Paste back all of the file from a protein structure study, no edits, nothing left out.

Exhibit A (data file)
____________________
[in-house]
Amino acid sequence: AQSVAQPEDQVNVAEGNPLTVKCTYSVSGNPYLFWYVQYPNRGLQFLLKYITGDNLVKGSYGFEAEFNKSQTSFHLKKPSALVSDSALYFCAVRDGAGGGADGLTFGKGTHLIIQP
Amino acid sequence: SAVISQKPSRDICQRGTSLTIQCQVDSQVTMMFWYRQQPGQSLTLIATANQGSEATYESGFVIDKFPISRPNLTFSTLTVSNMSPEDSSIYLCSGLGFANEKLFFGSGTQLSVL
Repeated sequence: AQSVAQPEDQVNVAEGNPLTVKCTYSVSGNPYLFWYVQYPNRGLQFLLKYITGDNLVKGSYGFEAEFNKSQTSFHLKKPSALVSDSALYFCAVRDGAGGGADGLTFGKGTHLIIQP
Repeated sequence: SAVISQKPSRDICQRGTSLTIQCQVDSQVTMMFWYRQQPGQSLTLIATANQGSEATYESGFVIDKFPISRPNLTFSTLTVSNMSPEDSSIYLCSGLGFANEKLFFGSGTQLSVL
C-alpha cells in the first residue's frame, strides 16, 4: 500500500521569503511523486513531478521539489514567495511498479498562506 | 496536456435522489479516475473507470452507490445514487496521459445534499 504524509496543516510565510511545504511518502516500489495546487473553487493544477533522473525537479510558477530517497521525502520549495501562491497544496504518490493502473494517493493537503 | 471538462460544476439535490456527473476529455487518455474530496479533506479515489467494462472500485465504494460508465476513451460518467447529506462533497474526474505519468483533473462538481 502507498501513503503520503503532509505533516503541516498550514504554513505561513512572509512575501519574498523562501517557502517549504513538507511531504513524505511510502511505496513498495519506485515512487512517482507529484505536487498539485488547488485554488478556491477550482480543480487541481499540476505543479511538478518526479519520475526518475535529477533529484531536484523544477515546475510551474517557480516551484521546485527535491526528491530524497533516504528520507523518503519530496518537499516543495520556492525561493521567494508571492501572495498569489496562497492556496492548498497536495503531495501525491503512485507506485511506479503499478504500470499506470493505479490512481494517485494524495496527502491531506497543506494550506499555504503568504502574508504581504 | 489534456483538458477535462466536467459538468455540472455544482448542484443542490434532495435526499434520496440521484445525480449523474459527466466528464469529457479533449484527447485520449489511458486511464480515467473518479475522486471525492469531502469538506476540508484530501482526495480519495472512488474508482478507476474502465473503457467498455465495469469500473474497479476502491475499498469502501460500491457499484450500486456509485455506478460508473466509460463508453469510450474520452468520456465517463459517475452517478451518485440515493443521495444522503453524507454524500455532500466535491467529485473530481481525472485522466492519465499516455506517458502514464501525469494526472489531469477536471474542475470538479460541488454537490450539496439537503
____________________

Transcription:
[in-house]
Amino acid sequence: AQSVAQPEDQVNVAEGNPLTVKCTYSVSGNPYLFWYVQYPNRGLQFLLKYITGDNLVKGSYGFEAEFNKSQTSFHLKKPSALVSDSALYFCAVRDGAGGGADGLTFGKGTHLIIQP
Amino acid sequence: SAVISQKPSRDICQRGTSLTIQCQVDSQVTMMFWYRQQPGQSLTLIATANQGSEATYESGFVIDKFPISRPNLTFSTLTVSNMSPEDSSIYLCSGLGFANEKLFFGSGTQLSVL
Repeated sequence: AQSVAQPEDQVNVAEGNPLTVKCTYSVSGNPYLFWYVQYPNRGLQFLLKYITGDNLVKGSYGFEAEFNKSQTSFHLKKPSALVSDSALYFCAVRDGAGGGADGLTFGKGTHLIIQP
Repeated sequence: SAVISQKPSRDICQRGTSLTIQCQVDSQVTMMFWYRQQPGQSLTLIATANQGSEATYESGFVIDKFPISRPNLTFSTLTVSNMSPEDSSIYLCSGLGFANEKLFFGSGTQLSVL
C-alpha cells in the first residue's frame, strides 16, 4: 500500500521569503511523486513531478521539489514567495511498479498562506 | 496536456435522489479516475473507470452507490445514487496521459445534499 504524509496543516510565510511545504511518502516500489495546487473553487493544477533522473525537479510558477530517497521525502520549495501562491497544496504518490493502473494517493493537503 | 471538462460544476439535490456527473476529455487518455474530496479533506479515489467494462472500485465504494460508465476513451460518467447529506462533497474526474505519468483533473462538481 502507498501513503503520503503532509505533516503541516498550514504554513505561513512572509512575501519574498523562501517557502517549504513538507511531504513524505511510502511505496513498495519506485515512487512517482507529484505536487498539485488547488485554488478556491477550482480543480487541481499540476505543479511538478518526479519520475526518475535529477533529484531536484523544477515546475510551474517557480516551484521546485527535491526528491530524497533516504528520507523518503519530496518537499516543495520556492525561493521567494508571492501572495498569489496562497492556496492548498497536495503531495501525491503512485507506485511506479503499478504500470499506470493505479490512481494517485494524495496527502491531506497543506494550506499555504503568504502574508504581504 | 489534456483538458477535462466536467459538468455540472455544482448542484443542490434532495435526499434520496440521484445525480449523474459527466466528464469529457479533449484527447485520449489511458486511464480515467473518479475522486471525492469531502469538506476540508484530501482526495480519495472512488474508482478507476474502465473503457467498455465495469469500473474497479476502491475499498469502501460500491457499484450500486456509485455506478460508473466509460463508453469510450474520452468520456465517463459517475452517478451518485440515493443521495444522503453524507454524500455532500466535491467529485473530481481525472485522466492519465499516455506517458502514464501525469494526472489531469477536471474542475470538479460541488454537490450539496439537503